Has it not been declared to you from the beginning?
    Have you not understood from the foundations of the earth?
    It is He who sits above the circle of the earth,
    And its inhabitants are like grasshoppers,
    Who stretches out the heavens like a curtain
    And spreads them out like a tent to dwell in.
    He it is who reduces rulers to nothing,
    Who makes the judges of the earth meaningless.
    Scarcely have they been planted,
    Scarcely have they been sown,
    Scarcely has their stock taken root in the earth,
    But He merely blows on them, and they wither,
    And the storm carries them away like stubble.
    “To whom then will you liken Me
    That I would be his equal?” says the Holy One
    .
    Lift up your eyes on high
    And see who has created these stars,
    The One who leads forth their host by number,
    He calls them all by name;
    Because of the greatness of His might and the strength of His power,
    Not one of them is missing.

    The Apostle Paul brings together God’s transcendence and his “knowability” in 1 Cor. 2:12-16:

    Now we have received, not the spirit of the world, but the Spirit who is from God, so that we may know the things freely given to us by God, which things we also speak, not in words taught by human wisdom, but in those taught by the Spirit, combining spiritual thoughts with spiritual words. But a natural man does not accept the things of the Spirit of God, for they are foolishness to him; and he cannot understand them, because they are spiritually appraised. But he who is spiritual appraises all things, yet he himself is appraised by no one. For WHO HAS KNOWN THE MIND OF THE LORD, THAT HE WILL INSTRUCT HIM? But we have the mind of Christ.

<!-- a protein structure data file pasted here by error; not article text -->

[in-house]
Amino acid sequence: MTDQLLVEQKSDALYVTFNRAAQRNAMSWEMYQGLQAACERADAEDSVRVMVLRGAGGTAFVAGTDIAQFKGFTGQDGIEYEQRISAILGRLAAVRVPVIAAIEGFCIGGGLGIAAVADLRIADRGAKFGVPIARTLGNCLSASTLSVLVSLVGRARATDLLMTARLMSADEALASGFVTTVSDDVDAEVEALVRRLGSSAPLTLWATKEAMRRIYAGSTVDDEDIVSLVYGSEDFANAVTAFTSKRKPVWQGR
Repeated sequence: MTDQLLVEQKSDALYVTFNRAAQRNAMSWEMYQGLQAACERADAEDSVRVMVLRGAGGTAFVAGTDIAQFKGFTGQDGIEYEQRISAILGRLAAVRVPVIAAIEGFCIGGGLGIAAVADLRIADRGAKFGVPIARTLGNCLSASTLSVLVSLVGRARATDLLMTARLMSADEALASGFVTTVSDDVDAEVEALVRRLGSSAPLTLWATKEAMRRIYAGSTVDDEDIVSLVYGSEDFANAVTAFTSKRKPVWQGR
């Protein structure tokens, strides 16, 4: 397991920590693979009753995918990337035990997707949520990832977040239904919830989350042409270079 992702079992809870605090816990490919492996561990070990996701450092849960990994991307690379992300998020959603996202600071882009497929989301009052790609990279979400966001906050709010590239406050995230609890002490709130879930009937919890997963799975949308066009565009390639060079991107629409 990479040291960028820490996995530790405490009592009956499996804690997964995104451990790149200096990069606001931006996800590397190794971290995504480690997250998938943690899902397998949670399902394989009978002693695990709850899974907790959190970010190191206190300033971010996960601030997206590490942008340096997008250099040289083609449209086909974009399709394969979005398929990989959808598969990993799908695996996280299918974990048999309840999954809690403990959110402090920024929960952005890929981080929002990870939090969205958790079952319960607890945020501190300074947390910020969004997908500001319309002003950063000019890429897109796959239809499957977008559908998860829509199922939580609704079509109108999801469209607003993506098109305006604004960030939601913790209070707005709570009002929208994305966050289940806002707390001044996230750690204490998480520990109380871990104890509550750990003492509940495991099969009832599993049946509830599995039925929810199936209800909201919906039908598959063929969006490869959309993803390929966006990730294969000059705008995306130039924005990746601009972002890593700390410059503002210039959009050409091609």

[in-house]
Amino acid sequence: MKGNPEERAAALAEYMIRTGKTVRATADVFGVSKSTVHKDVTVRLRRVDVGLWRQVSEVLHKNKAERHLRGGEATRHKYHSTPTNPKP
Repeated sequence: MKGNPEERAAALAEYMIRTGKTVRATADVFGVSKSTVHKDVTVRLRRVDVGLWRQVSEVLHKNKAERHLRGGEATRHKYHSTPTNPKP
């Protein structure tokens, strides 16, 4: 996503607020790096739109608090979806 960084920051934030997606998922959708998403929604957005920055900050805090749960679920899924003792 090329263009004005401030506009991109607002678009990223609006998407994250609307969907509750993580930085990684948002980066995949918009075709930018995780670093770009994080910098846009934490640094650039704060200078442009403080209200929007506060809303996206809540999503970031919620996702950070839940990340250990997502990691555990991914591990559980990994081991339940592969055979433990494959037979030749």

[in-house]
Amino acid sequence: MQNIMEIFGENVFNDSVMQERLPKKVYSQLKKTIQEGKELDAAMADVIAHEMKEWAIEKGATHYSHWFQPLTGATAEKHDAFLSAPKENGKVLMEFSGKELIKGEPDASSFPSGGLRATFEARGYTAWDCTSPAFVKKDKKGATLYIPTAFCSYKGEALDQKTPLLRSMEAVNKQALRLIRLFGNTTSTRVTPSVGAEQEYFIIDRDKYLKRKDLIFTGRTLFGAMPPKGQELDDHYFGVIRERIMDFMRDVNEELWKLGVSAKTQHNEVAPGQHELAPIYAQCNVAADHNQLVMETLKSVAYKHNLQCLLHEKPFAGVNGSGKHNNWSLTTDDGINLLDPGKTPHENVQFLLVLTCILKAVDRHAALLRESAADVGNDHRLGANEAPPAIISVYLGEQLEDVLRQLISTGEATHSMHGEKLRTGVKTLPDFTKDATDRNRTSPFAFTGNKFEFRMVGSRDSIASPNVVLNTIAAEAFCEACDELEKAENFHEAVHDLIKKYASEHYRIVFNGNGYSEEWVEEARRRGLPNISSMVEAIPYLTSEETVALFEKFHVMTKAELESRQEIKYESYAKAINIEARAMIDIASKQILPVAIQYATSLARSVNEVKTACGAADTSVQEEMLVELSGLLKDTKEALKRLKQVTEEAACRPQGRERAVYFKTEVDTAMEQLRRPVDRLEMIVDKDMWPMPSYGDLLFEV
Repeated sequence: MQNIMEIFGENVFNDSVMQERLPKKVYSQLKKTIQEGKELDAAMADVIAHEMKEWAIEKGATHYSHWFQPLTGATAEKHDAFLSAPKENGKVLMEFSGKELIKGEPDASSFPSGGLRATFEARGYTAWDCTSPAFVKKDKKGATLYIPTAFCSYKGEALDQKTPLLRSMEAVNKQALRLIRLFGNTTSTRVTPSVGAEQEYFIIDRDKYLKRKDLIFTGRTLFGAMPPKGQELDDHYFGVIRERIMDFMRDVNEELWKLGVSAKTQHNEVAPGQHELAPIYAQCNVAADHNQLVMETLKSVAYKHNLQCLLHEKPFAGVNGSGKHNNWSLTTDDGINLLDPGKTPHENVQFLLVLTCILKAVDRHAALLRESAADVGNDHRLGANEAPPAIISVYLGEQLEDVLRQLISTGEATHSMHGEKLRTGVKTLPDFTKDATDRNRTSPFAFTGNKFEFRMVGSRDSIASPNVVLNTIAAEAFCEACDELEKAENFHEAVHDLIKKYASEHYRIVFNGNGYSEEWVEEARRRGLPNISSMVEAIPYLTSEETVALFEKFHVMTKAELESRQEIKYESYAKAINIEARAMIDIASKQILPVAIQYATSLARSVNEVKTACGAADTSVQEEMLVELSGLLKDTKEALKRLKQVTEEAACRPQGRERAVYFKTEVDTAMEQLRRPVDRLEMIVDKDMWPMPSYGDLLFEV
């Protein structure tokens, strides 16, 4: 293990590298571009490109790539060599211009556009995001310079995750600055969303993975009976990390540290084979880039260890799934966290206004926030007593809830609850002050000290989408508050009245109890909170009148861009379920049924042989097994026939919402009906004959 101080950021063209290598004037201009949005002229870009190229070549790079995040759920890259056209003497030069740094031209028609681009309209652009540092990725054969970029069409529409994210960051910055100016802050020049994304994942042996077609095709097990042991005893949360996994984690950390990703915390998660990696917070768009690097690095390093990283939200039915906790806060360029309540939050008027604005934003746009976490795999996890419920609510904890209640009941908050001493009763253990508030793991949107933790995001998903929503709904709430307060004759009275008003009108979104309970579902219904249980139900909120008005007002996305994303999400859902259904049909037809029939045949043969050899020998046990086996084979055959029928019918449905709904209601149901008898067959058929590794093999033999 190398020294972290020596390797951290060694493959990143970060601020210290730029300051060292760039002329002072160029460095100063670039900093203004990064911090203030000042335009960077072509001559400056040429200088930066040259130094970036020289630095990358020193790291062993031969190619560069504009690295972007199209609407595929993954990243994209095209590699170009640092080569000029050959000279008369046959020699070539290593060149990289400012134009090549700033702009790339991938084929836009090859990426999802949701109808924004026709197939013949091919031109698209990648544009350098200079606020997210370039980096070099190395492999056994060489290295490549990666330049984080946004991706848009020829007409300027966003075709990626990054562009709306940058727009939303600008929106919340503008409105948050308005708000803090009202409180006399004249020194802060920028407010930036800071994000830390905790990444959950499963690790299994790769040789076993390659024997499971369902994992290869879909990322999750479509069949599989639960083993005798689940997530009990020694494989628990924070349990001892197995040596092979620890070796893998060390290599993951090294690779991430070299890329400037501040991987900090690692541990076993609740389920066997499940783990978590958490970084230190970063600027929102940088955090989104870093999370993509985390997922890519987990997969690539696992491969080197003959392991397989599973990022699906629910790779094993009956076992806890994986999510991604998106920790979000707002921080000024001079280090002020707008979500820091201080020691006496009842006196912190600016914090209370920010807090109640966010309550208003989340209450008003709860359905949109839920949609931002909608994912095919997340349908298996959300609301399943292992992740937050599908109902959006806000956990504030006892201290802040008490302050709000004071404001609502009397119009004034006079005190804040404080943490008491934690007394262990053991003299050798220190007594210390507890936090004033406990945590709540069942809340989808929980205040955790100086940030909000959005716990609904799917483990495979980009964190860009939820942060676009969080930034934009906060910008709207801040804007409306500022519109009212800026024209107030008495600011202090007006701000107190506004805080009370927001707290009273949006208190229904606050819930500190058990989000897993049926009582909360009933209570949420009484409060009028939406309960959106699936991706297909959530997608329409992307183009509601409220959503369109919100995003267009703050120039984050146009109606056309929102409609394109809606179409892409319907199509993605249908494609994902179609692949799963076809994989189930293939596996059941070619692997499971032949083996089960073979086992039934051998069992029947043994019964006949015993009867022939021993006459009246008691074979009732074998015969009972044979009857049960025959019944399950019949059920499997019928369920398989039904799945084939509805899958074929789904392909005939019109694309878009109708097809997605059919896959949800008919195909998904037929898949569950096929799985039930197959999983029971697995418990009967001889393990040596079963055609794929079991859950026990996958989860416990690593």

In that last verse, Paul quotes from Isaiah, showing that God’s transcendence is unchanged, and yet, because of Christ’s work on the cross and God’s gift of the Holy Spirit to believers, we have the mind of Christ.

    In other words, Christians can know, we do have answers, we don’t need to walk around in a cloud of doubt.

    Granted, the answers may not be what people want to hear. More often than not, our “why” will be answered by God’s “I’m working out my will in the world.” For some, that’s not good enough.

    For others that’s too spot on. That sin and suffering, pain and heartache, have a purpose seems too unambiguous. That God is sovereignly in charge over things we wish He would eradicate makes us uncomfortable. How can we trust a God whose answer to our questions is, Trust Me?